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Tracheostomy is a common procedure seen in critically ill patients that require long term ventilatory support. As with all airway access procedures, tracheotomy with prolonged tracheal tube placement comes with possible risks such as tracheal scarring, tracheal rupture, pneumothorax, tracheoesophageal fistula among others. Another possible complication, though rare, is escape of free air into the surrounding tissue, as well as pneumomediastinum (PM). This may occur due to various reasons, some of them being tracheal rupture, barotrauma or tracheal tube mispositioning. Pneumomediastinum may present with concurrent free air in other body cavities such as the peritoneum, thorax or subcutaneous tissue. Though often not life-threatening it may require treatment including high flow oxygen, ventilator management or occasionally, surgical intervention. Herein we describe a rare case of PM with communicating pneumoperitoneum and massive subcutaneous emphysema due to tracheal tube mispositioning along with a review of the literature.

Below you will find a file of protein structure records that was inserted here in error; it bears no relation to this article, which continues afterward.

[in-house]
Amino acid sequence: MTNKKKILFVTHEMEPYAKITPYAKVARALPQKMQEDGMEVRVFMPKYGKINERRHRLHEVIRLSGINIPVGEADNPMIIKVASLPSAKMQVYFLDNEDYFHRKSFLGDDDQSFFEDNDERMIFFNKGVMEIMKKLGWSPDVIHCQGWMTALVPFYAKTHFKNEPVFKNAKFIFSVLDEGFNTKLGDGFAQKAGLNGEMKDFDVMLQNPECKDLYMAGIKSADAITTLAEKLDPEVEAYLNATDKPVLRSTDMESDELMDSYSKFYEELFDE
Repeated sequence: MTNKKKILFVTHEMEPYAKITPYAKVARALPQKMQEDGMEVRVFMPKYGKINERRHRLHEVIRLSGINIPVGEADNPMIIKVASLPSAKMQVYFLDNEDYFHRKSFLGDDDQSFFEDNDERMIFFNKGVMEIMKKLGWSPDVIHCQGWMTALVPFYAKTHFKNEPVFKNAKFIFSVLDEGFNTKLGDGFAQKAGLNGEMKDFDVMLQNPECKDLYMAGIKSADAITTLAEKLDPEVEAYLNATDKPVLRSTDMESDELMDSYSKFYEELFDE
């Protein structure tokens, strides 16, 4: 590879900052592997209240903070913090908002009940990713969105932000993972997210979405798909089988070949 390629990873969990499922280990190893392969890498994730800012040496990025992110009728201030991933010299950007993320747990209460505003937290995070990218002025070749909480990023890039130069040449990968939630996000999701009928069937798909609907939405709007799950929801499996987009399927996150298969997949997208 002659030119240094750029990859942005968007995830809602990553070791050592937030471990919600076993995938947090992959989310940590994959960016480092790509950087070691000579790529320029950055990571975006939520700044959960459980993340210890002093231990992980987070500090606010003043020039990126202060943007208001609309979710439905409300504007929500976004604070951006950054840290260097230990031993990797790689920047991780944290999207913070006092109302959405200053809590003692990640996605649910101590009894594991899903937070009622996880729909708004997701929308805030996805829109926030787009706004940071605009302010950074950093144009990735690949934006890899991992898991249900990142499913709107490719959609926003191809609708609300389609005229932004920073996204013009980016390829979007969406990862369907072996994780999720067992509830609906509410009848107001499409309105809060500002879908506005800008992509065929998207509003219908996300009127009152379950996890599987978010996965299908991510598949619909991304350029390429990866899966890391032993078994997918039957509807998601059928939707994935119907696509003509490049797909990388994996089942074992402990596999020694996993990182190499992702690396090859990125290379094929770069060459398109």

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Originally published by Cureus,

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Creative Commons Attribution 3.0 License
This work is licensed under a Creative Commons Attribution 3.0 License.



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